diary of an aspiring grad

Nerves tight, mind singing,
Phone perched atop nearby ledge.
But when will it ring?

On my plate today was a phone interview with UC Berkeley's EECS Department, that being one of the two schools I applied to for graduate school in the fall.  The other one was MIT's Media Lab.

With respect to the phone interview, it was puzzling.  I frantically asked many people I knew what I might expect from such a thing, and everyone I asked responded that they had never heard of a CS department doing phone interviews.  Hm.

For the record, it was what one might expect from such a thing: it was a few pokes into what makes me tick.  The only three questions were "why CS?", "which school would you go to if you had your choice?", and "how do you plan to pick a professor as advisor?".  The complications of the interview were largely related to the tenuous phone connection that we had... the caller was on Skype, and it simply didn't play well with my phone for some reason.  Although I genuinely couldn't make out more than 20% of the actual words he said, it was still easy enough to understand the questions.  There's a psychology experiment in there somewhere.

Here are my thoughts on the schools/grad school in general/the phone interview questions:
  • They are both doing cool things.  I think some of MIT's projects (like Color Code) are a little too... ah... out there for me.  Then again, they do have loads of really fascinating augmented reality and intelligent surface projects.  Berkeley's department is merged computer science and electrical engineering, which leads to a lot of awesome robotics-type projects.  I am pretty excited about robotics.  Both schools are strong on interdisciplinary projects like bio-inspired materials and robots.
  • I like being near Evan.  I like the Bay Area.  Berkeley is here.  Points.
  • Stanford is also around here, but they are a farm for startups.  I don't want to start/join a startup.  I want to get a PhD.  That's, er, why I applied to get a PhD.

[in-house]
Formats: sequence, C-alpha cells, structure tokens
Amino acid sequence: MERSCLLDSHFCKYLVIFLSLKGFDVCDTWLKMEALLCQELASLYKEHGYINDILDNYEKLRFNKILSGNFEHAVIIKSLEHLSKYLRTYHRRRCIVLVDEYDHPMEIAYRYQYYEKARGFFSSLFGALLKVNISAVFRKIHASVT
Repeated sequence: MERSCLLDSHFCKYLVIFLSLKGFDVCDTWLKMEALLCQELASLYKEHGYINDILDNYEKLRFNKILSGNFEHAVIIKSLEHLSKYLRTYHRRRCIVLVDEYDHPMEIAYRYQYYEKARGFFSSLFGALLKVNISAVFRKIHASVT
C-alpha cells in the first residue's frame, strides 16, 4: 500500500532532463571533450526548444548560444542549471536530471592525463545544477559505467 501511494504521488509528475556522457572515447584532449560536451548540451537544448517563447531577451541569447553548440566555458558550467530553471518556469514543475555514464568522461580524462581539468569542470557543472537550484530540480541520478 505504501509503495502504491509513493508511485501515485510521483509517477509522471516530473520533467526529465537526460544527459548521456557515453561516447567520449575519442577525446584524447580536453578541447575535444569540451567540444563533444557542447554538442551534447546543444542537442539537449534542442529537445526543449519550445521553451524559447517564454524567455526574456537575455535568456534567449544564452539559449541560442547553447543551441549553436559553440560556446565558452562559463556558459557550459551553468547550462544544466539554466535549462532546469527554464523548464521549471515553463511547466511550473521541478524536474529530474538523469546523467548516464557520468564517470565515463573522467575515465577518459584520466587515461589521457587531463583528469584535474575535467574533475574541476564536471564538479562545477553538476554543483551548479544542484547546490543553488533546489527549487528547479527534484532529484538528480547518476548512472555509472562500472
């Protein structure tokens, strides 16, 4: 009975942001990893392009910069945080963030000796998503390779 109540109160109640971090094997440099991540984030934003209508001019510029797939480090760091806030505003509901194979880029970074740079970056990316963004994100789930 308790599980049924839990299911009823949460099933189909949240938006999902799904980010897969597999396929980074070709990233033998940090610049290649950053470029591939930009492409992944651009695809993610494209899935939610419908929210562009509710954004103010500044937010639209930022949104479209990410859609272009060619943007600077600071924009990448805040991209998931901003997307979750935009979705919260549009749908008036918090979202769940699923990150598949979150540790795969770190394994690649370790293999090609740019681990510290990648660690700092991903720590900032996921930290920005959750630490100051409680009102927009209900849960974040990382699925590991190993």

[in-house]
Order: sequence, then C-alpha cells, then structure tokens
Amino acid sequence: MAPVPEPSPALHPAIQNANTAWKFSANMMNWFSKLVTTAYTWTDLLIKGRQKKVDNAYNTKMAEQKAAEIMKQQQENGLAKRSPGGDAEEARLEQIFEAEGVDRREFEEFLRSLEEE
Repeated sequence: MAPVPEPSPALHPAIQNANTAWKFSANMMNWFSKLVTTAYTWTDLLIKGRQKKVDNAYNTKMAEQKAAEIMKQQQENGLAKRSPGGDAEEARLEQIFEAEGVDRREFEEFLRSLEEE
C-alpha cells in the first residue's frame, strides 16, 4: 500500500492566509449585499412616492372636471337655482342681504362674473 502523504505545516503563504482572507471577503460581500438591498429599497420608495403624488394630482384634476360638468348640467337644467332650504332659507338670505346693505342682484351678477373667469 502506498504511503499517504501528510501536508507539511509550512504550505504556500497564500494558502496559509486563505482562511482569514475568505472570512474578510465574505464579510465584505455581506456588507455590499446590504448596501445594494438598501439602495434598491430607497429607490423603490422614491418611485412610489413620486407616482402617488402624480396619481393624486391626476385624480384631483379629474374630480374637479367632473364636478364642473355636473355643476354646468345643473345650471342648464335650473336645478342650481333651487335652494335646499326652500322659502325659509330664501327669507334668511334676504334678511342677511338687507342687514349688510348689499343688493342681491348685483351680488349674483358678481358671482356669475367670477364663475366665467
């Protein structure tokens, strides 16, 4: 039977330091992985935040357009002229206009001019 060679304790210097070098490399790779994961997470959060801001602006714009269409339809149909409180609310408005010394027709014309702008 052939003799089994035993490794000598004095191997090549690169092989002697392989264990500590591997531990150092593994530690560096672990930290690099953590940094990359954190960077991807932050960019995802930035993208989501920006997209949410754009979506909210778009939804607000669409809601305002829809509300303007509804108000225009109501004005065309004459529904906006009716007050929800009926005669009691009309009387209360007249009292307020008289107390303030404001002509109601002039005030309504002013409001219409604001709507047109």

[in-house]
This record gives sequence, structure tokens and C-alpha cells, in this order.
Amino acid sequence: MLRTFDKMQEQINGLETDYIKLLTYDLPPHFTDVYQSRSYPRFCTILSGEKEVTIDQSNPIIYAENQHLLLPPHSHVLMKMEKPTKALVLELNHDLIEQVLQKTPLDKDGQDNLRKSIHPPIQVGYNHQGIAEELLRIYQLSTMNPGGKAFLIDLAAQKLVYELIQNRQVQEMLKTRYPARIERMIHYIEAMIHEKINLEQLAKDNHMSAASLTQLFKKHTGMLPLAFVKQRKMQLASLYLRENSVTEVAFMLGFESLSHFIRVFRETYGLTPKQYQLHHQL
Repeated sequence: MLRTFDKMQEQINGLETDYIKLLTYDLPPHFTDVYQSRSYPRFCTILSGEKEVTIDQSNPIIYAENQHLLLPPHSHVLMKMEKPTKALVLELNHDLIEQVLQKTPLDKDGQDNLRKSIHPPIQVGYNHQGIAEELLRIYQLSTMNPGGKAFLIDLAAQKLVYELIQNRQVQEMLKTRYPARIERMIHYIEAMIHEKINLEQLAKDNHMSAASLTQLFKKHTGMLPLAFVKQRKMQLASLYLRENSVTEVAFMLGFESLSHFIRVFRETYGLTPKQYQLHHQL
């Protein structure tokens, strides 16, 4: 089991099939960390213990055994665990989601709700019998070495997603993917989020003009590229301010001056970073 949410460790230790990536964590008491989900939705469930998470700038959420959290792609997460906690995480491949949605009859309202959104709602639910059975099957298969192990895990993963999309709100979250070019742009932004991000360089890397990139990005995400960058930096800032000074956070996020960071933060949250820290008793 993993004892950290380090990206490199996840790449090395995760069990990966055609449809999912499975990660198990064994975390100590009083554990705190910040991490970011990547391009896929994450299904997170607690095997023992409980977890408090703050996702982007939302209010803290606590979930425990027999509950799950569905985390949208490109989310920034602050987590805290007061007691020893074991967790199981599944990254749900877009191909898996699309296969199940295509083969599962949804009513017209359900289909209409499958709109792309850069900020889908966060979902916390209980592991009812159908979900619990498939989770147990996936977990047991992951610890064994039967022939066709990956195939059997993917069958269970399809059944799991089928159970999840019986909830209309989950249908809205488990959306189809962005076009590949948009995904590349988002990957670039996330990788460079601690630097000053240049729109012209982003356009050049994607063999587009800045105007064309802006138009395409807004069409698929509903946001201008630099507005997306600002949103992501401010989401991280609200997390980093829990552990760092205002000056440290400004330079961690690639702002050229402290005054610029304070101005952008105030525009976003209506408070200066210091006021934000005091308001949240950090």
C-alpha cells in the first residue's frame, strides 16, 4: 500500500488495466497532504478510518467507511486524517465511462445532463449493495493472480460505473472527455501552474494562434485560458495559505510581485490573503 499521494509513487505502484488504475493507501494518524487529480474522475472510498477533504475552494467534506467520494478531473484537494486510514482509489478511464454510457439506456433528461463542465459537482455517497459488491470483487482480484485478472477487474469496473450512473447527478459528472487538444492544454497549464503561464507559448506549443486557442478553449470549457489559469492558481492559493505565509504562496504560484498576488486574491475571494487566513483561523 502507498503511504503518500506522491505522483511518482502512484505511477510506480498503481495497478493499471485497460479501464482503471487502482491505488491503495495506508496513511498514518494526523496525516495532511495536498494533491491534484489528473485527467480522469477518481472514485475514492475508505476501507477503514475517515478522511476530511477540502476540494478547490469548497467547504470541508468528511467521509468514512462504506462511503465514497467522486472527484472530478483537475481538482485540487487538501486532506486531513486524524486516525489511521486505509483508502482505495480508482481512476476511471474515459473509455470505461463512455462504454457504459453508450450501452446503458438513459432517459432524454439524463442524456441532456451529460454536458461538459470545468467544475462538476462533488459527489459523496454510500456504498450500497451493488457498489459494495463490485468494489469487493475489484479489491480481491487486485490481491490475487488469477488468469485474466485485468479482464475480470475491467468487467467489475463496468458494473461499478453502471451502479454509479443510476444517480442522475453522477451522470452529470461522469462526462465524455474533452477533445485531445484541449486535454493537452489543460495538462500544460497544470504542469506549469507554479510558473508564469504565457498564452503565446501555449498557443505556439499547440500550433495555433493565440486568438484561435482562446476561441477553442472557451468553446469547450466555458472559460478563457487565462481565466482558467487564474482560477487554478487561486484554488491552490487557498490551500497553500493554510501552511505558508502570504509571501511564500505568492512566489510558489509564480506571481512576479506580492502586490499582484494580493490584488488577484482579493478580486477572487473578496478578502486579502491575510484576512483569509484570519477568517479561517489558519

• I don't want to find myself wasting away for 5-7 years in a school I'm not super excited about.  If I have to wait another year and explore my interests further, so be it.
  • How to pick an advisor?  To be honest, I hate the system for choosing them.  I had to fill out the names of people I would be interested in working with when I did the applications, and it was kind of silly.  An advisor isn't just someone you have to know, it's someone you have to spend LOADS OF TIME WITH.  There's no way to tell if you'll like a prof as a person until, um, you meet him or her in person.  I mentioned this in the phone interview, and the interviewer was amused and echoed that he thought it was silly also.
  • I am still scattered on exactly what I would like to do for a thesis.  I don't even comprehend precisely how large a project needs to be to be "thesis worthy".  It will be something related to robots, technology and society, or green engineering (or all three).
I suppose there are probably other things I want to say, but the State of the Union is about to start over at whitehouse.gov!  Watch it!


  1. It's weird that you had to fill out potential advisors in the apps; I didn't have to do that on any of my applications (also to Ph.D.s in CS). Some did ask which professors I would want to read my application, but that seems pretty reasonable.

    Also, when I go to the MIT Media Lab website, it dumps a bunch of PHP warnings from Drupal at the top of the screen. So maybe they could at least use some programmers. :)

  2. *shrug*

    Where did you apply?

    And, yeah, I was amused when I was putting that link, but I didn't expect anyone to be reading it before they got it fixed. :P Weren't you watching SOTU then, anyway?